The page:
Tuesday May 22, 2018
Home Politics This Uttar Pr...

This Uttar Pradesh village got its power supply back after 14 years

0
//
229
Republish
Reprint

solar-cells-100445_640

By Newsgram Staff Writer

After the village transformer stopped working 14 years ago, about 500 people of the Chakshyam village in Uttar Pradesh’s Allahabad district, had to travel more than 1km to charge their cell phone till recent days.  Now under the Dr Ram Manoha Lohia Samagra Gram Vikas Yojna, the village has finally got its electricity back, reported an English newspaper

The houses in this village are now being powered by the solar energy.”For 60 people living in huts pucca houses, solar panels are being fitted and also roads are being constructed in the village as part of the Dr Ram Manohar Lohia Samagra Gram Vikas Yojna,” a state government employee said.

He also mentioned that the majority of the youth are well educated, but they are lagging behind due to the unavailability of electricity.

The people in the village got an opportunity to light their homes in mid 2000 but after three months the transformer stopped working. The power department later fixed it but two months after that it was again out of order, the Times of India report said.

Gram Pradhan Shiv Babu Gupta said, “In these 14 years we complained all the way from the power department authorities to the local MLA but we only got assurances. We had stopped complaining when six months ago officials started visiting our village, and then we got to know that our village has been selected under a state government scheme for solar power.”

 

Click here for reuse options!
Copyright 2015 NewsGram

Next Story

NASA’s instrument to measure Sun’s energy

For instance, spectral irradiance measurements of the Sun's ultraviolet radiation are critical to understanding the ozone layer -- Earth's natural sunscreen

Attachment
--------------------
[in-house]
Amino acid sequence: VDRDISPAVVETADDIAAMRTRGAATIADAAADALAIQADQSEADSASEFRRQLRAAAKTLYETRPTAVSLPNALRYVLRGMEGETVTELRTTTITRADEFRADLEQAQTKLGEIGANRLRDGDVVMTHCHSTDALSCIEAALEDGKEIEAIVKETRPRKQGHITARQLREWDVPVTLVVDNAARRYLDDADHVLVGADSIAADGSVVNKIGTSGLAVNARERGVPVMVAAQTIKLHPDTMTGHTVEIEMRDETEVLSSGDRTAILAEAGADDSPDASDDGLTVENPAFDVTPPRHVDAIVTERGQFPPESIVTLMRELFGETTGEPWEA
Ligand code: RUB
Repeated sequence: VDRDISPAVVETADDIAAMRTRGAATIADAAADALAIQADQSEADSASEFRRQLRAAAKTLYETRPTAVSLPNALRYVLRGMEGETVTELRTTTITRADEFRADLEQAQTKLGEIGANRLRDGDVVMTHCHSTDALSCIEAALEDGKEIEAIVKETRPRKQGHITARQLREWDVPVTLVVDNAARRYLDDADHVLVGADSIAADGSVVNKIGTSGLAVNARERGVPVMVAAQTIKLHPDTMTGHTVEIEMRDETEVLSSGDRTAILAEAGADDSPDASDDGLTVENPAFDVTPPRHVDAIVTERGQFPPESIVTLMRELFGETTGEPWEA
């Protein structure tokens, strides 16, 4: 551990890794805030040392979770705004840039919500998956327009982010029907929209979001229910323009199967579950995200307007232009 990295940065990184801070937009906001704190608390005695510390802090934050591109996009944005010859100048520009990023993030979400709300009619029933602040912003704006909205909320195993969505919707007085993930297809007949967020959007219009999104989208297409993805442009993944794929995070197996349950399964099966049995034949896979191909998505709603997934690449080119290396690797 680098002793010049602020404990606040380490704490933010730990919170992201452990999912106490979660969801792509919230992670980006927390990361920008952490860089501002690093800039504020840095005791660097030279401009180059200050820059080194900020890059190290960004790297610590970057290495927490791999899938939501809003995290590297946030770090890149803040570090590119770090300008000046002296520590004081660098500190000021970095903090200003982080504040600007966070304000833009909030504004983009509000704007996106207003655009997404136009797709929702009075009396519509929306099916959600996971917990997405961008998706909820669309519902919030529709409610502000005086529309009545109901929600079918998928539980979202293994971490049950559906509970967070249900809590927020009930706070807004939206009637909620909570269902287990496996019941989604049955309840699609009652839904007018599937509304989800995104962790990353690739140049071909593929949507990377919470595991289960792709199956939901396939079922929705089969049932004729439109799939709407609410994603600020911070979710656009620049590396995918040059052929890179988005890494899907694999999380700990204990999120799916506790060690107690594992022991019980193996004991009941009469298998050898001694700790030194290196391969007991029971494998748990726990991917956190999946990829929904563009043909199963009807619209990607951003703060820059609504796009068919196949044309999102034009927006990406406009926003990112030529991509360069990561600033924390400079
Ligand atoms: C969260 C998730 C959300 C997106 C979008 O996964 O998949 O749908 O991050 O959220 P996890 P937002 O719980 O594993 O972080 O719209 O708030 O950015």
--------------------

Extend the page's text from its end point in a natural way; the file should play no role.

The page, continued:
0
//
22
NASA, Pixabay
  • NASA’s new instrument can measure Sun’s incoming energy
  • The instrument is called Total and Spectral Solar Irradiance Sensor (TSIS-1)
  • This can help bring in an energy revolution in future

To continue long-term measurements of the Sun’s incoming energy, NASA has powered on a new instrument installed on the International Space Station (ISS).

Sun
Solar energy is one of the biggest energy sources in the world.

The instrument, Total and Spectral solar Irradiance Sensor (TSIS-1), became fully operational with all instruments collecting science data as of this March, NASA said.

“TSIS-1 extends a long data record that helps us understand the Sun’s influence on Earth’s radiation budget, ozone layer, atmospheric circulation, and ecosystems, and the effects that solar variability has on the Earth system and climate change,” said Dong Wu, TSIS-1 project scientist at NASA’s Goddard Space Flight Center in Greenbelt, Maryland. TSIS-1 studies the total amount of light energy emitted by the Sun using the Total Irradiance Monitor, one of two sensors onboard.

Also Read: Why is the Sun’s atmosphere much hotter than its surface

This sensor’s data will give scientists a better understanding of Earth’s primary energy supply and provide information to help improve models simulating the planet’s climate.

The second onboard sensor, called the Spectral Irradiance Monitor, measures how the Sun’s energy is distributed over the ultraviolet, visible and infrared regions of light. Measuring the distribution of the Sun’s energy is important because each wavelength of light interacts with the Earth’s atmosphere differently.

Measuring solar energy is one big technological developement. Pixabay

For instance, spectral irradiance measurements of the Sun’s ultraviolet radiation are critical to understanding the ozone layer — Earth’s natural sunscreen that protects life from harmful radiation.

“All systems are operating within their expected ranges,” said Peter Pilewskie, TSIS-1 lead scientist at the University of Colorado Laboratory for Atmospheric and Space Physics in the US. IANS

Next Story